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Weather Reports. Wind as media, model, experience

How is wind perceived? Taking this question as a starting point, this project explores how wind is experienced, drawing on research from across the Environmental Humanities and Media Studies.

Wind focalises the larger epistemological and ontological problems we face in light of climate change. Like climate, wind is not an immediate, conspicuous object of perception. Wind surrounds us and is experienced continuously in varying degrees of intensity, without ever appearing directly ‘before our eyes’. Like climate, wind’s ephemeral nature–second only to barometric pressure–motivates a turn to instruments, measurement, calculation, abstraction, and modelling in order to arrive at an objective, scientific perspective on wind. Like climate, wind draws together different spatial and temporal scales. Local winds tie into global atmospheric circulation, becoming both an effect and agent of climate change, given their role in desertification, in changing circulation patterns, and intensifying storms.

In order to make sense of wind as something both experienced and measured, local and global, we explore the elemental nature of wind through three different perspectives: wind as model, media, and experience. We here follow Media Studies’ recent turn toward the elemental.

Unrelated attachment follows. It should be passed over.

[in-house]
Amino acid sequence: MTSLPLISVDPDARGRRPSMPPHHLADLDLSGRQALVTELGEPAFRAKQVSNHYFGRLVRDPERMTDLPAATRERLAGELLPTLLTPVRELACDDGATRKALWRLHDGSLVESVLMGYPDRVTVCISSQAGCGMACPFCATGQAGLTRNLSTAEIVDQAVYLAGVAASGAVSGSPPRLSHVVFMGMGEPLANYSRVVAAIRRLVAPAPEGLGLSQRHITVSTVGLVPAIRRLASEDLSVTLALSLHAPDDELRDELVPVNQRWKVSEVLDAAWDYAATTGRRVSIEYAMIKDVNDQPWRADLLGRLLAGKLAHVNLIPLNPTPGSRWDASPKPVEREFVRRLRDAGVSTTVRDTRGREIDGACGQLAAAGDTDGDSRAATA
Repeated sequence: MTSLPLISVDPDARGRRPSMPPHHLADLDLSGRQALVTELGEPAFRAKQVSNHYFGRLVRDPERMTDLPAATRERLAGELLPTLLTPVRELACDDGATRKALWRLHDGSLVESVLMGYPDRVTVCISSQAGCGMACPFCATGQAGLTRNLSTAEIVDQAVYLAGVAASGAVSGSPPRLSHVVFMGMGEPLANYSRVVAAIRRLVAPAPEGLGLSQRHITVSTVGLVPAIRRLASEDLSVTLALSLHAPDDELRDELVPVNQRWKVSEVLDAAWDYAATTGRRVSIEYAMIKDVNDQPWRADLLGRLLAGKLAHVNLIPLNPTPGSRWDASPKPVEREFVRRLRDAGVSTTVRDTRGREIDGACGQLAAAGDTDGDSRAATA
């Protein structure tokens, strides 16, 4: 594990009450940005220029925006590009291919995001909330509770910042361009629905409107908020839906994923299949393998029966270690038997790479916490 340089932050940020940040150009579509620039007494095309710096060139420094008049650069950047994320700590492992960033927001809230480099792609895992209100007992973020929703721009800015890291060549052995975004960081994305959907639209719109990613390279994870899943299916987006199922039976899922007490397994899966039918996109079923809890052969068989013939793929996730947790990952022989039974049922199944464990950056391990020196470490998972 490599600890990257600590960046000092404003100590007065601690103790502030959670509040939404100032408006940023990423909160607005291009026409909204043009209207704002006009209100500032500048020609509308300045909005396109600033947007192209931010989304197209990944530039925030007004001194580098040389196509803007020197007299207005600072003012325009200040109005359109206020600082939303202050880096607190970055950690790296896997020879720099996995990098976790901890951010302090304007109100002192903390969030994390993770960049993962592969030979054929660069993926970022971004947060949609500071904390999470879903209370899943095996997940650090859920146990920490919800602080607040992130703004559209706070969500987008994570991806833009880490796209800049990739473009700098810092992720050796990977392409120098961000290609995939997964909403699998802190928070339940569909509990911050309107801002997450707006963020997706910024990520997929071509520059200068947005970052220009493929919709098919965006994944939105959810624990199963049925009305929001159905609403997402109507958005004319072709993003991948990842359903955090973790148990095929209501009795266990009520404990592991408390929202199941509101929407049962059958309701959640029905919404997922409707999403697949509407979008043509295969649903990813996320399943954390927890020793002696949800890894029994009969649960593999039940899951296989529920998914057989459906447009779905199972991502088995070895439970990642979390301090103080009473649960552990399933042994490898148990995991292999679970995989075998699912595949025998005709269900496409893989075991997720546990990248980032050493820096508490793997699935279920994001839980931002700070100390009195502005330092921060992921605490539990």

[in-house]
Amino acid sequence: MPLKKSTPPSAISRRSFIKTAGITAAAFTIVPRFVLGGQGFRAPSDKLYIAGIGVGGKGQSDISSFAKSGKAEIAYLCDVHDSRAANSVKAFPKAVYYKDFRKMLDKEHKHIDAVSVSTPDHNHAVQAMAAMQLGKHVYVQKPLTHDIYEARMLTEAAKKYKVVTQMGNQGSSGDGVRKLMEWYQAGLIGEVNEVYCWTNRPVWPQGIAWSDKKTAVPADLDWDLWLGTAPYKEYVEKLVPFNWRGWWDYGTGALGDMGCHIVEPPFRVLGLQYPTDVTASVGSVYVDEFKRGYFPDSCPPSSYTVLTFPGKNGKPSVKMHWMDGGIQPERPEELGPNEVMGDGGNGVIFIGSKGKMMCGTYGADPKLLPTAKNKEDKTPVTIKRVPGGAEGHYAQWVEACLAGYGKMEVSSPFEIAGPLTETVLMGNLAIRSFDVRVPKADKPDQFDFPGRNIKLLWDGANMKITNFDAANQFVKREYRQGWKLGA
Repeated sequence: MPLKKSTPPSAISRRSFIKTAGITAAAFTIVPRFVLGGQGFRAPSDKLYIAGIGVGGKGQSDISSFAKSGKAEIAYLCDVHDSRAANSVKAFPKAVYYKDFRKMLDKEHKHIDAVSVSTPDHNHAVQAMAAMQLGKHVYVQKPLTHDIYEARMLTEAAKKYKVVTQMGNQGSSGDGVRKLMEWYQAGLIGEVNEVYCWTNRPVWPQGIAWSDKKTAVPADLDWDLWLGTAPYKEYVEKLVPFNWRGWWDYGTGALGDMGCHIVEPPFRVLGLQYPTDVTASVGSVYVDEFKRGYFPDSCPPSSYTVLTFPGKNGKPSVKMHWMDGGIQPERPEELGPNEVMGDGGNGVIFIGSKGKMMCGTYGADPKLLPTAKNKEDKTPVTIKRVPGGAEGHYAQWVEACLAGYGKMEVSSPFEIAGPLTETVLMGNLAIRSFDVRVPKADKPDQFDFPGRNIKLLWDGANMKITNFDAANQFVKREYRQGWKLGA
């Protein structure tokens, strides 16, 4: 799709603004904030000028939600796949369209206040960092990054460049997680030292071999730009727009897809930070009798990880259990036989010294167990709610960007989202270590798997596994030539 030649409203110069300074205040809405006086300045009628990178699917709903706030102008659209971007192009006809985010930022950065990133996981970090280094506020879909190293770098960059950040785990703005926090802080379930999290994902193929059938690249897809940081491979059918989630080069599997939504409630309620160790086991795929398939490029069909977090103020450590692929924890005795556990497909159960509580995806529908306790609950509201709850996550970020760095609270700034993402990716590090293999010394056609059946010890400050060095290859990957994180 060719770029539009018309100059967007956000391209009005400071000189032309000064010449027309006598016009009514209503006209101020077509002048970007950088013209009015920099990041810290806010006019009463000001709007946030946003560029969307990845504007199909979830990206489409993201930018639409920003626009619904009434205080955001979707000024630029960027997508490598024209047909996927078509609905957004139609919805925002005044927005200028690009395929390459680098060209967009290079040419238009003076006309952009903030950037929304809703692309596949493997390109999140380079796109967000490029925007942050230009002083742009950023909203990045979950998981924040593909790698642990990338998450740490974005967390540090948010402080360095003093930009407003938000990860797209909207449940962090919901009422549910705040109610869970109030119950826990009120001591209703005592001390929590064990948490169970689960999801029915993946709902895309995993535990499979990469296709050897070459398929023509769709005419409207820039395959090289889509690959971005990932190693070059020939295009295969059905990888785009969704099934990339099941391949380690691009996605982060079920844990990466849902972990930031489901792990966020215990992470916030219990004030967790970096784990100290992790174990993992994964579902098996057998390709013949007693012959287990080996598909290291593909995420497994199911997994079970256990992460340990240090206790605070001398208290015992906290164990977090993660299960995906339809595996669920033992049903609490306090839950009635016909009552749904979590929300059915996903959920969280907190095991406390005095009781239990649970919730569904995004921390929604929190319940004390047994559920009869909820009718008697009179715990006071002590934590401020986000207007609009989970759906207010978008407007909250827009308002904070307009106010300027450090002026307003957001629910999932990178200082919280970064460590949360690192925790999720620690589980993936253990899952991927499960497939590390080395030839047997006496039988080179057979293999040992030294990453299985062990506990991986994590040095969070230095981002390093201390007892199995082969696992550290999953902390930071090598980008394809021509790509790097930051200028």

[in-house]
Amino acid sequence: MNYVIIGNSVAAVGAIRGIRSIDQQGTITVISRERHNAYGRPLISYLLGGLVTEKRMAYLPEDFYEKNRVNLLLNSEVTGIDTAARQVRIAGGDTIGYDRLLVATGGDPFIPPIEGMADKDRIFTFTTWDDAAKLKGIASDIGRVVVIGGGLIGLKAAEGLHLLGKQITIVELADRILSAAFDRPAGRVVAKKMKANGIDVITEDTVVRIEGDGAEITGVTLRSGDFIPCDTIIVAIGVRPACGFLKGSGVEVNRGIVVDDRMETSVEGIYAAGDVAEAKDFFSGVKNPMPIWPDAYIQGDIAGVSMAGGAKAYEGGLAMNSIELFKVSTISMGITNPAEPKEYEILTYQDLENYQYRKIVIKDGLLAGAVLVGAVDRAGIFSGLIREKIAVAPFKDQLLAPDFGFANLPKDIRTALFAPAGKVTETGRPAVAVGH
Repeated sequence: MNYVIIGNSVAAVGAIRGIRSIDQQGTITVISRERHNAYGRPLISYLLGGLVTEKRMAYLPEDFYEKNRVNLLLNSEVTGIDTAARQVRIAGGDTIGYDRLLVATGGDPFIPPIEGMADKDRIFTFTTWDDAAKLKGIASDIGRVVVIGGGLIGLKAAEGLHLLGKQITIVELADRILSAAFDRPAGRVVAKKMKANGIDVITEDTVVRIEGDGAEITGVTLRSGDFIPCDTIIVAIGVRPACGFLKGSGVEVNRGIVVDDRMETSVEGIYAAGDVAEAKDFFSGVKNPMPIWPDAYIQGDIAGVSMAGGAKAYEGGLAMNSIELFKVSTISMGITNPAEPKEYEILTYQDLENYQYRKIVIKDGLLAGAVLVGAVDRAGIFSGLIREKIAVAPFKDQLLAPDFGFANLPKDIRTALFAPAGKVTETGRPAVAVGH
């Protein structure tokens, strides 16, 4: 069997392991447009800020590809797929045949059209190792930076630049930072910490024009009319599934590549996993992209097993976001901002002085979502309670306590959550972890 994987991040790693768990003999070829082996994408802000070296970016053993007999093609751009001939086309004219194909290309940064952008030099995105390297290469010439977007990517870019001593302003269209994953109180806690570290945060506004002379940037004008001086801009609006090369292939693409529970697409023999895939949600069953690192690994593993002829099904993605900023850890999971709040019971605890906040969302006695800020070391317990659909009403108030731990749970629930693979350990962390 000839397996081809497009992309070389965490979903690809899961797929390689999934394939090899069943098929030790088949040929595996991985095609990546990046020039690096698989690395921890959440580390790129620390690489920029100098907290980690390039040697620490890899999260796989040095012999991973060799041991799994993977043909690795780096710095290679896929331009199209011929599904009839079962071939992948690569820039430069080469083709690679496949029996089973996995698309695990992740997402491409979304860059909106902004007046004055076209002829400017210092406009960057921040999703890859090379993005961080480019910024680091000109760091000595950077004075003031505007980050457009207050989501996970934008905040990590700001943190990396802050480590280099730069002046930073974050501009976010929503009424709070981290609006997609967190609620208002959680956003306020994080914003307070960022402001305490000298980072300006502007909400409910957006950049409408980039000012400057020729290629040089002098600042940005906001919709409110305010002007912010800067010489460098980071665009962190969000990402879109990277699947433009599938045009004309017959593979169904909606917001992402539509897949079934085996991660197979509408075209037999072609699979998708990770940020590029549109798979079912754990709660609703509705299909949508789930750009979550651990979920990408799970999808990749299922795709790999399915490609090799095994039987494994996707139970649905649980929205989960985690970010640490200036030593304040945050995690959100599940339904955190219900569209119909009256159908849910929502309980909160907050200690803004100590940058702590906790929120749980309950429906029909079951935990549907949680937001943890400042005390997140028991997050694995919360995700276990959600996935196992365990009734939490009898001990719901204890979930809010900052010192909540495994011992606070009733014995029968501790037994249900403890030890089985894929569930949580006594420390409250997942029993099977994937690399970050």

Instructed by the phenomenon of wind, this project opens up new perspectives for refiguring the relationship between model, media, and experience in light of climatic changes across temporal and spatial scales. We then hope to contribute to a better understanding of experiences of climate change through the medium of wind.

Please find more information on the project's website.


Prof. Ryan Bishop
University of Southampton

Prof. Birgit Schneider
University of Potsdam

Prof. Jussi Parikka
University of Southampton
& Aarhus University

Dr. JR Carpenter
University of Southampton

Maximilian Gregor Hepach
University of Potsdam

Giacomo Marinsalta  (Student Assistant)
University of Potsdam